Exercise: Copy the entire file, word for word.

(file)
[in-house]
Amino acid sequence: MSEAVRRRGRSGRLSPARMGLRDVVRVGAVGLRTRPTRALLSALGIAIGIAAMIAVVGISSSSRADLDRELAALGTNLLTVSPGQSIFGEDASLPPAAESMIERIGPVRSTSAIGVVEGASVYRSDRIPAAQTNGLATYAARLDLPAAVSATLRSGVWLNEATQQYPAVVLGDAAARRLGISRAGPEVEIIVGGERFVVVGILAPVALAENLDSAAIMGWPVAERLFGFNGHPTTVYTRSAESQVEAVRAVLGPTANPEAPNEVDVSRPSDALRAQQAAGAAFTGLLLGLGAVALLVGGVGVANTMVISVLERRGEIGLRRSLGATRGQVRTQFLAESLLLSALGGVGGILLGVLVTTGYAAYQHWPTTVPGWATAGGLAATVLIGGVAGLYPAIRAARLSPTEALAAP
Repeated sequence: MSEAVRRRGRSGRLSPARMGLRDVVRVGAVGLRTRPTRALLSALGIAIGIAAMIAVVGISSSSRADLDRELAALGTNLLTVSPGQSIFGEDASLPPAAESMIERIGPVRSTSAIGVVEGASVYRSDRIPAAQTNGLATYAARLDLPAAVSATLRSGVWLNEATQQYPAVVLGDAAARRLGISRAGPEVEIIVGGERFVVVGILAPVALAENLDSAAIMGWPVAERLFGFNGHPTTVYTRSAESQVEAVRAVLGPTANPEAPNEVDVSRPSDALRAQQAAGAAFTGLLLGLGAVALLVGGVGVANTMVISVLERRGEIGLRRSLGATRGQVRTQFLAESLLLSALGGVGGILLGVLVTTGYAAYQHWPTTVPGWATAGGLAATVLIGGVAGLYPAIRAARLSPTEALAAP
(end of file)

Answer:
[in-house]
Amino acid sequence: MSEAVRRRGRSGRLSPARMGLRDVVRVGAVGLRTRPTRALLSALGIAIGIAAMIAVVGISSSSRADLDRELAALGTNLLTVSPGQSIFGEDASLPPAAESMIERIGPVRSTSAIGVVEGASVYRSDRIPAAQTNGLATYAARLDLPAAVSATLRSGVWLNEATQQYPAVVLGDAAARRLGISRAGPEVEIIVGGERFVVVGILAPVALAENLDSAAIMGWPVAERLFGFNGHPTTVYTRSAESQVEAVRAVLGPTANPEAPNEVDVSRPSDALRAQQAAGAAFTGLLLGLGAVALLVGGVGVANTMVISVLERRGEIGLRRSLGATRGQVRTQFLAESLLLSALGGVGGILLGVLVTTGYAAYQHWPTTVPGWATAGGLAATVLIGGVAGLYPAIRAARLSPTEALAAP
Repeated sequence: MSEAVRRRGRSGRLSPARMGLRDVVRVGAVGLRTRPTRALLSALGIAIGIAAMIAVVGISSSSRADLDRELAALGTNLLTVSPGQSIFGEDASLPPAAESMIERIGPVRSTSAIGVVEGASVYRSDRIPAAQTNGLATYAARLDLPAAVSATLRSGVWLNEATQQYPAVVLGDAAARRLGISRAGPEVEIIVGGERFVVVGILAPVALAENLDSAAIMGWPVAERLFGFNGHPTTVYTRSAESQVEAVRAVLGPTANPEAPNEVDVSRPSDALRAQQAAGAAFTGLLLGLGAVALLVGGVGVANTMVISVLERRGEIGLRRSLGATRGQVRTQFLAESLLLSALGGVGGILLGVLVTTGYAAYQHWPTTVPGWATAGGLAATVLIGGVAGLYPAIRAARLSPTEALAAP